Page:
We are probably all familiar with the spectrum of solar light. Its most spectacular natural manifestation is probably the rainbow. Small rain droplets from a distant storm illuminated by sunlight separate the solar light into its spectral components and reveal a range of red, orange, yellow, green, blue, indigo and violet colours.
The spectrum of solar light is continuous under everyday circumstances. Photons generated by the thermonuclear reactions fuelling the interior of our star, after an arduous journey, reach the surface and are emitted out over a wide range of frequencies (a continuum).
While travelling through the solar atmosphere, photons at very specific wavelengths are absorbed by the elements present in those regions. This process leads to the appearance of dark lines superposed to the solar continuum. The main elements responsible for these absorption lines are Hydrogen, Magnesium, Sodium, Calcium and Iron. There is a host of other contributors, too, both neutral elements and ions, as the following diagram shows.
During a total solar eclipse, when the Moon is about to entirely occult the Sun’s disc (the photosphere), the usual solar spectrum rapidly evolves into what is usually called the “flash spectrum”. The photospheric continuum vanishes through the bottom of the lunar valleys and it is replaced by what is mostly a discrete spectrum with bright and faint lines.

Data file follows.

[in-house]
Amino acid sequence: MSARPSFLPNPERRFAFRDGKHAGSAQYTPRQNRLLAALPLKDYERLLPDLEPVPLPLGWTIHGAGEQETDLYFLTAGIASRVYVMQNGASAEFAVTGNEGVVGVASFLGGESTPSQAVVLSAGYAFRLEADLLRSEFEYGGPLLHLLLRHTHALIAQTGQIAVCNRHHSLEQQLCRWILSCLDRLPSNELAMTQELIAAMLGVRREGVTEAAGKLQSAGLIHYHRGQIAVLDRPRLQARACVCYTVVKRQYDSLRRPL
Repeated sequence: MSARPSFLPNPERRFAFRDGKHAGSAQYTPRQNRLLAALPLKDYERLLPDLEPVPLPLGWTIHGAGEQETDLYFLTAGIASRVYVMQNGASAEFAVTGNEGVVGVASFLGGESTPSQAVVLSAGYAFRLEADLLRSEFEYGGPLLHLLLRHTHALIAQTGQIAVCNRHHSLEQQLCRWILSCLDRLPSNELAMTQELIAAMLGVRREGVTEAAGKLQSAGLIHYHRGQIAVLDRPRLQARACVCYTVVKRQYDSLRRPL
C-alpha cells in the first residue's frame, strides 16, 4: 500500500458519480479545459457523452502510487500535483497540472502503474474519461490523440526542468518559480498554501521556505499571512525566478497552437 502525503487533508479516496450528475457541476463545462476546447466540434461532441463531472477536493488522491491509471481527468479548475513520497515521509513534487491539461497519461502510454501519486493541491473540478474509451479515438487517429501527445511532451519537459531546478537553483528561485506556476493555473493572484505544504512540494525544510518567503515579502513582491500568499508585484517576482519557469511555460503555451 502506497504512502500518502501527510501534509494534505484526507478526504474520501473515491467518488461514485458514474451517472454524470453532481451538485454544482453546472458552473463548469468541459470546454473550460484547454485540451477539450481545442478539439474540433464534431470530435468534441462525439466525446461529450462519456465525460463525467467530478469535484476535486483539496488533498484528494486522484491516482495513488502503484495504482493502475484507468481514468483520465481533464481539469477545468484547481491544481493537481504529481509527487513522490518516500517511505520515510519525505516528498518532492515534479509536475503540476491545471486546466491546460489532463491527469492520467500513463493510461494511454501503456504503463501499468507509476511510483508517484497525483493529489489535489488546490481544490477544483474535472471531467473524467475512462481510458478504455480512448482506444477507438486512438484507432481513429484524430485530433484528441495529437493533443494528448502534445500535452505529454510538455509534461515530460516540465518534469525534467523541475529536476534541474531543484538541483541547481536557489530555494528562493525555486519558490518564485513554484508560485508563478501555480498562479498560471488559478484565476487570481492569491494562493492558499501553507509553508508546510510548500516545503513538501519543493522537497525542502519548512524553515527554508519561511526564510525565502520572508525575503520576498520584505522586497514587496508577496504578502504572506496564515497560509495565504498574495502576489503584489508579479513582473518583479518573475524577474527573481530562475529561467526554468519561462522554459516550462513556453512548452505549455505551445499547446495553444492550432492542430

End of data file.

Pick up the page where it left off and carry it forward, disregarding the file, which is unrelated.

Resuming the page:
The following sequence of images shows the photospheric continuum fading away and the flash spectrum coming into view.
The flash spectrum is an emission spectrum, mainly due to light coming from the lowermost layers of the solar atmosphere. The bright reddish arc on the right and the acqua and blue arcs on the left are emitted by Hydrogen. The main yellow arc is due to Helium. The bright green arcs are emitted by Magnesium and the fainter yellow arcs next to the intense Helium emission are due to Sodium. The signature of a host of fainter lines coming from a variety of elements in neutral or ion for is also present.
The continuum photospheric spectrum is ordinarily orders of magnitude more intense than the flash spectrum. But during total solar eclipses, at the onset of totality, the Moon performs its magic, occulting, even if barely, the Sun’s disc and letting the flash spectrum shine in all its glory. Besides making for pretty colourful images, the flash spectrum gives us a very detailed view of the interface between photosphere and solar atmosphere and it can be used, among other things, to estimate the value of the solar radius.